Halak May Be An All-Star, But Johnson Needs To Play

Jaroslav Halak is a clear cut NHL all-star. If you tuned into the NHL All-Star weekend, you would have noticed that John Tavares (arguably the MVP of the game last night despite the hometown guy taking the honors) was not the only Islanders player representing the blue and orange.

Halak has gone 25-9-0 this year in 34 games played this season to go along with a 2.41 GAA and .910 save percentage. Halak’s numbers are excellent, and he has been nothing short of spectacular for the New York Islanders this season.

Chad Johnson, who was supposed to be Halak’s co-star between the pipes, has appeared more like a stunt double; he’s only played when Halak’s needed a rest and has dealt with some ugly situations.

Johnson is 6-5-0 on the year with a 3.38 GAA and .870 save percentage in 13 games played.

This is the same goalie that went 17-4-0 with the Boston Bruins last season. Last year, Johnson finished with a 2.10 GAA and .925 save percentage.

You can argue that the Bruins’ defense was incredible, which likely helped Johnson thrive in the back-up position behind Tuukka Rask. But given that the Islanders are sitting in first place in the Metropolitan Division behind a Stanley Cup winning defense core led by Nick Leddy and Johnny Boychuk (who, um, played for the Bruins last year), Johnson should have similar results.

After all, Halak hasn’t had much of an issue.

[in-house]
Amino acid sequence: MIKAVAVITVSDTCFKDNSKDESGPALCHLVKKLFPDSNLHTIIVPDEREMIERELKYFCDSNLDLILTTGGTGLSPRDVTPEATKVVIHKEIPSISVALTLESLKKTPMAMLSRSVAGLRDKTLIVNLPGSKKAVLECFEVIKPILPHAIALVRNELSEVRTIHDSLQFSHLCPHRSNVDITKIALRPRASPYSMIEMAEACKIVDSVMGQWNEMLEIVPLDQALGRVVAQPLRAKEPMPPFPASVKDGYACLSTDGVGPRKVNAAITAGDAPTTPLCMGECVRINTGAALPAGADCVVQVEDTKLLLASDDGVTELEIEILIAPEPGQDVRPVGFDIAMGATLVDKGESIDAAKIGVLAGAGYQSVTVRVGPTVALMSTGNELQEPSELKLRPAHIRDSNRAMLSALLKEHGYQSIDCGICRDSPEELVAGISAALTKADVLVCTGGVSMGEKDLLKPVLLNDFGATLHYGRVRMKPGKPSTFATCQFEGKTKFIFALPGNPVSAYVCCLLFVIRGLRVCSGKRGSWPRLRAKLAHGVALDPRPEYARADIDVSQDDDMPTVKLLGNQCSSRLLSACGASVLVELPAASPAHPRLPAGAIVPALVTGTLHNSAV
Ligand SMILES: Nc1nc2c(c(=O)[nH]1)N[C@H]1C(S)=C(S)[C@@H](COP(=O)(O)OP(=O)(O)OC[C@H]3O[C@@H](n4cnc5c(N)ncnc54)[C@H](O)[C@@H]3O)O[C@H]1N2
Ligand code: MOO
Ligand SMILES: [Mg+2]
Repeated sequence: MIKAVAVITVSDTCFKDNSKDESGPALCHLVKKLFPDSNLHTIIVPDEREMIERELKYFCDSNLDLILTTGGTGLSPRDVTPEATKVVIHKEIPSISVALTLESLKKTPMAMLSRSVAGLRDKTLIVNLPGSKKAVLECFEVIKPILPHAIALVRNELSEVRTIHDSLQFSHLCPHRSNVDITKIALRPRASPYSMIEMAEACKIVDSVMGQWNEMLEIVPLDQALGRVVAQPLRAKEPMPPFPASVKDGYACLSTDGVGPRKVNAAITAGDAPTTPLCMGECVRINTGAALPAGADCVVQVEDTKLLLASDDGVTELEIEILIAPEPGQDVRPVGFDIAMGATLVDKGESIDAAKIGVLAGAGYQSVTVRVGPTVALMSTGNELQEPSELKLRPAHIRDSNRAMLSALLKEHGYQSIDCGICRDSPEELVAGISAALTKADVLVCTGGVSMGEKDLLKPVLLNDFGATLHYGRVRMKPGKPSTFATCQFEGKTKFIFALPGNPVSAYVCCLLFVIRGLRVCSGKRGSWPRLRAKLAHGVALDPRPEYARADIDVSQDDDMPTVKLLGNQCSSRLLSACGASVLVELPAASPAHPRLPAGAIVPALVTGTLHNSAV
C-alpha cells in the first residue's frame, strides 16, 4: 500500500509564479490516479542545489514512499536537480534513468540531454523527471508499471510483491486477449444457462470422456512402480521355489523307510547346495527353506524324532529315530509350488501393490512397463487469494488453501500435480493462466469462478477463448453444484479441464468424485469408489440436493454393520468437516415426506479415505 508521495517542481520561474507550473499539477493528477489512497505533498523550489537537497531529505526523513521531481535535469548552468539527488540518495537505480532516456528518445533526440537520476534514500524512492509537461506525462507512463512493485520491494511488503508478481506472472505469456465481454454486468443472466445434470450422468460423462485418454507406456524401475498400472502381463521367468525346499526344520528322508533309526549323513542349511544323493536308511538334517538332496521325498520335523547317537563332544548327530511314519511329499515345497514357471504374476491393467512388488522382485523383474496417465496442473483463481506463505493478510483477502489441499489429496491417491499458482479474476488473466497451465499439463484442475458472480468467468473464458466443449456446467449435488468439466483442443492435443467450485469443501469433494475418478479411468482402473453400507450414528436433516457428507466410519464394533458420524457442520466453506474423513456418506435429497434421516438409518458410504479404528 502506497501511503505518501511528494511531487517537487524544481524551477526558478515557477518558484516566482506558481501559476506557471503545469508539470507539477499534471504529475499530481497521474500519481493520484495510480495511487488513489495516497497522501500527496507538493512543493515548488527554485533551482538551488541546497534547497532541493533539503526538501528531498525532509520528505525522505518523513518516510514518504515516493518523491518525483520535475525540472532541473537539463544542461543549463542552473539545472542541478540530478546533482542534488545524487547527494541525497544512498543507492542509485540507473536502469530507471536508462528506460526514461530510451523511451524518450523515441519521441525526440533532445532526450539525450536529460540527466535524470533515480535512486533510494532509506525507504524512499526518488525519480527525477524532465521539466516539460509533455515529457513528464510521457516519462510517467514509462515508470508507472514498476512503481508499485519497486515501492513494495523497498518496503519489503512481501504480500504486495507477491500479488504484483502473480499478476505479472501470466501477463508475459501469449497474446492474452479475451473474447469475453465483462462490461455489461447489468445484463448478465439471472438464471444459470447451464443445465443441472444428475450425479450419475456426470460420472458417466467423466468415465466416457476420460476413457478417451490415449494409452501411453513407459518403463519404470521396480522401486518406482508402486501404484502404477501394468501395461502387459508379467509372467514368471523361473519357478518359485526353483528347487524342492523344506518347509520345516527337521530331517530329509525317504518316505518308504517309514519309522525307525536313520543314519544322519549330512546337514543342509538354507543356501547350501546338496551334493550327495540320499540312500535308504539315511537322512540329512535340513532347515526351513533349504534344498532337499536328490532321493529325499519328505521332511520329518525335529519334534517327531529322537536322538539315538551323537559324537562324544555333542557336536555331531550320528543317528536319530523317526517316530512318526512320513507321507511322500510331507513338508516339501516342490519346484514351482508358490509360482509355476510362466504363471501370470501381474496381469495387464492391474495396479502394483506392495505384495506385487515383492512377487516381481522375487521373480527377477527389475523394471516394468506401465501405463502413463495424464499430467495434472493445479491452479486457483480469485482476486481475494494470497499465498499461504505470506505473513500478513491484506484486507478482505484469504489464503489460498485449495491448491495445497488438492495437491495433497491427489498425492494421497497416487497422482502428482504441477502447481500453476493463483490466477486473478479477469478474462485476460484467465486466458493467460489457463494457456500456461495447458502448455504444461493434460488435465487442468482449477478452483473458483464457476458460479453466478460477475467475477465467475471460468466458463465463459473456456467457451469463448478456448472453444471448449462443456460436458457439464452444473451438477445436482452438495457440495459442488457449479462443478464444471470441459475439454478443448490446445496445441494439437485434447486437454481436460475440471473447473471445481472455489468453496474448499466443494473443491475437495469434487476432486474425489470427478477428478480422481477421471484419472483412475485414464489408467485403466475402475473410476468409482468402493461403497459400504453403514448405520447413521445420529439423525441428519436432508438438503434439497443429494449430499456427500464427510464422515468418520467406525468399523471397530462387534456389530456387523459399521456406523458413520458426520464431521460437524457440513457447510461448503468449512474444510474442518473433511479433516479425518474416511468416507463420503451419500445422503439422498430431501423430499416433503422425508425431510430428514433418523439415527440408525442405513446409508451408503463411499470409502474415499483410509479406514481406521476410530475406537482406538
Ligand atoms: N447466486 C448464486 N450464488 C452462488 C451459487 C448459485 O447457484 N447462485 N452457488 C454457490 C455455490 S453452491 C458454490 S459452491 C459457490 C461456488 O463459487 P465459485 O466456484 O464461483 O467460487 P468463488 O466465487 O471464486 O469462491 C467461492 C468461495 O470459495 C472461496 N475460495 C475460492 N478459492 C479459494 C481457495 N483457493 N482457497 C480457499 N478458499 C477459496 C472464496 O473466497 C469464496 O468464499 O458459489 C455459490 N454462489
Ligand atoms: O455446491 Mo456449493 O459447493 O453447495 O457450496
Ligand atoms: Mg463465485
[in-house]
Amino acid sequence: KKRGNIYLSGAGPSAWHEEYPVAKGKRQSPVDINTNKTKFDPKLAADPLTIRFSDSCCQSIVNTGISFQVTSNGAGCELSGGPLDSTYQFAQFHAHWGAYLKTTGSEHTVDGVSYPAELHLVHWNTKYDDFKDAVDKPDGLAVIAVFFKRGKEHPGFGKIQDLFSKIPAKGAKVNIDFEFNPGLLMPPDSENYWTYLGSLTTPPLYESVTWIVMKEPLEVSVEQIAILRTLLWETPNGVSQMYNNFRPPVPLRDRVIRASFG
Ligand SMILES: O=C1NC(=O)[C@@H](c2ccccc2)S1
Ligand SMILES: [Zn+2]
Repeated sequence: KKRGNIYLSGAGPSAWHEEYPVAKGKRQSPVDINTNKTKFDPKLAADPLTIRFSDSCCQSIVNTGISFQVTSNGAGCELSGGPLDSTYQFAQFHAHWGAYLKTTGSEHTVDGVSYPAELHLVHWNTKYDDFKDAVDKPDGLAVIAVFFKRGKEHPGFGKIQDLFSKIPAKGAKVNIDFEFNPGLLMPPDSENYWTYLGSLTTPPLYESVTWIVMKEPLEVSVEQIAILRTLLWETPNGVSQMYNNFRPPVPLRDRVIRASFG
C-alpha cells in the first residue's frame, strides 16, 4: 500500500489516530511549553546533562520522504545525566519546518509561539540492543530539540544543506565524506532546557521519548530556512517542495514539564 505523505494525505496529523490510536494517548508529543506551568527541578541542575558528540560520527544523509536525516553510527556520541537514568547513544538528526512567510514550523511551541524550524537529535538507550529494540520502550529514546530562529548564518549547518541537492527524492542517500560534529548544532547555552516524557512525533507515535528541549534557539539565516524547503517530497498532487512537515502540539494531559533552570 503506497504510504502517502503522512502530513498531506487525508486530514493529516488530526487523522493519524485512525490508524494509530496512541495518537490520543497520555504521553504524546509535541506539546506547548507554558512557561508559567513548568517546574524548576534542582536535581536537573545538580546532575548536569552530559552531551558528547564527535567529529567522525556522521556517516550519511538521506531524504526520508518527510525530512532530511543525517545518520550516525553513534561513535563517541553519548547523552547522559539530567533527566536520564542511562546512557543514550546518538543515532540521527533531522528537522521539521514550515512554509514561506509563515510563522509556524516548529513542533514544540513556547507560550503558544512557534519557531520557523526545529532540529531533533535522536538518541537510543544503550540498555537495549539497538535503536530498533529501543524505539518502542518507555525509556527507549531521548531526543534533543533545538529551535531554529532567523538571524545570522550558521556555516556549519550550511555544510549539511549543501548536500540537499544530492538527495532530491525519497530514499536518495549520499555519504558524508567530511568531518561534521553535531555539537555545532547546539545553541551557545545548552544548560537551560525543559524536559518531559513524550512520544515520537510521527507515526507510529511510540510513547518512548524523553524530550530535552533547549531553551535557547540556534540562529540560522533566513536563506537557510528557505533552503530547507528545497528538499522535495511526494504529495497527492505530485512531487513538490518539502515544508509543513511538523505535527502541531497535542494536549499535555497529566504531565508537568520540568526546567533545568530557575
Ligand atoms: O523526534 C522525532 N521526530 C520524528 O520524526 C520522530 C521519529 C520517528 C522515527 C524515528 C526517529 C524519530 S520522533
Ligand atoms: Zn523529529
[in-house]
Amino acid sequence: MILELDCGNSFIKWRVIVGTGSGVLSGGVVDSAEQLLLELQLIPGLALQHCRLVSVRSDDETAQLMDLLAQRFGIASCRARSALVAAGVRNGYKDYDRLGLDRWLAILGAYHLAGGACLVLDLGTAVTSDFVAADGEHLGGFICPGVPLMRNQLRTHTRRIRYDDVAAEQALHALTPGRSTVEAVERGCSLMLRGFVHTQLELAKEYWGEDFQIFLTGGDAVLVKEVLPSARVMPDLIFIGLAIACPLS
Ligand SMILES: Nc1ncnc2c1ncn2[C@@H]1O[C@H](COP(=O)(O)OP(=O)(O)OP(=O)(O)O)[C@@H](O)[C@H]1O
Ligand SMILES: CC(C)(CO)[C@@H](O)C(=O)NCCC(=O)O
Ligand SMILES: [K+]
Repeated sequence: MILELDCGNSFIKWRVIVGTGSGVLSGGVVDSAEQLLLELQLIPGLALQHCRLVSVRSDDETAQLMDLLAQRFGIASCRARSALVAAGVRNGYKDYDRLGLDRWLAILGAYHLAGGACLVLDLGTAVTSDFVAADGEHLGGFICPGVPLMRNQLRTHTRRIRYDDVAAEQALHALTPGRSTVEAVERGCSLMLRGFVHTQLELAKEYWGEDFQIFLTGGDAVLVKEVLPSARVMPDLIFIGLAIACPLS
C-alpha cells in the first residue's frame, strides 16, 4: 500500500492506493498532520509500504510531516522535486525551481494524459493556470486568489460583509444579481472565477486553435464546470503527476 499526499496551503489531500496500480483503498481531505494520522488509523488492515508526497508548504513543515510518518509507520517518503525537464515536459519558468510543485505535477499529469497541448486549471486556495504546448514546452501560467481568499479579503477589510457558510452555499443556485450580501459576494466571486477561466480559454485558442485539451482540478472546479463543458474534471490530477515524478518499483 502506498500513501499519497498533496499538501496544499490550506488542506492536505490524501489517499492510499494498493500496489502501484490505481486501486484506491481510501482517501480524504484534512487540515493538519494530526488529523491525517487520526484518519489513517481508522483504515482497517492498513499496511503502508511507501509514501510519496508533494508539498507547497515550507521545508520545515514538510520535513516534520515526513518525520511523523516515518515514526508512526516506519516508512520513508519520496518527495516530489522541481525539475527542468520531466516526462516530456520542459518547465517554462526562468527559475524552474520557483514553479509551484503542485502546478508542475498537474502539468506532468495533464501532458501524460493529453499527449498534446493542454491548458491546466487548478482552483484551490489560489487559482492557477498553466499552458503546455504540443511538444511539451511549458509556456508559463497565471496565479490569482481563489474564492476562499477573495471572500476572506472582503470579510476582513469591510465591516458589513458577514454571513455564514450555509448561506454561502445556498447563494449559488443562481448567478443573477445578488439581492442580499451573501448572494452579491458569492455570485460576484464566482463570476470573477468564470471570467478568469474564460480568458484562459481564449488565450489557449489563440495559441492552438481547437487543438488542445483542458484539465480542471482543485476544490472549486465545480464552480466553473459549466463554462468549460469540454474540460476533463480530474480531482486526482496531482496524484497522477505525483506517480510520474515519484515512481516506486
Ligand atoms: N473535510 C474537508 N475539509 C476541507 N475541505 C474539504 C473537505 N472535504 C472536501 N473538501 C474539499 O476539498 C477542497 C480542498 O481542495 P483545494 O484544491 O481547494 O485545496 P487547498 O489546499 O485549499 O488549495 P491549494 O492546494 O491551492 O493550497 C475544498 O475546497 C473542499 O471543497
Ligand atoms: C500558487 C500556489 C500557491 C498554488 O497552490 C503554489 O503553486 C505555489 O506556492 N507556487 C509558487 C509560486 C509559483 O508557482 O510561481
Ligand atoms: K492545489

So why has Johnson struggled?

Looking at the Islanders’ schedule, Johnson has gone several days without playing in between each of his starts.

He started off the year strong, earning victories in his first three starts against Carolina, Boston and Dallas. But once November hit, Johnson would at times see game action only once within a two- week span.

He only started two games in December, and has also only played two games this January as well.

Most goaltenders will tell you that they need to play and see game action on a consistent basis in order for them to feel confident in their game.

A case can be made that Johnson’s poor stats may be due to rust, as well as being unsure of himself when playing. There’s no doubt that he wants to play more than twice a month, and likely puts a lot of pressure on himself when he finally gets the nod between the pipes.

If Jack Capuano expects his team to compete to the end of the year as one of the top teams in the Eastern Conference, and make a run in the playoffs, he will need to lean a bit more on Chad Johnson.

The guy has proven that he can play as an effective back-up goaltender in the past. Capuano will need Halak to be sharp (as well as healthy) when the playoffs start. Although Halak has been superb, he has not played more than 57 games in a regular season, which dates back to his days with the St. Louis Blues in 2011.

Therefore, Halak has already played more than half of what his career has shown to be his maximum amount of games played in a season.

Will Halak play 60 or more games this year? Perhaps, but if he does, will he still be the same goalie when the team seriously needs him during the playoffs?   

If Capauno can get some steady and reliable play out of Johnson, then the coaching staff will not have to worry about Halak’s condition when the playoffs start.

Bottom line, Capuano has to find a way to get Johnson more starts to improve his confidence and help keep his team healthy and mentally prepared for what should hopefully be a long playoff run this summer.

-Rob McGowan

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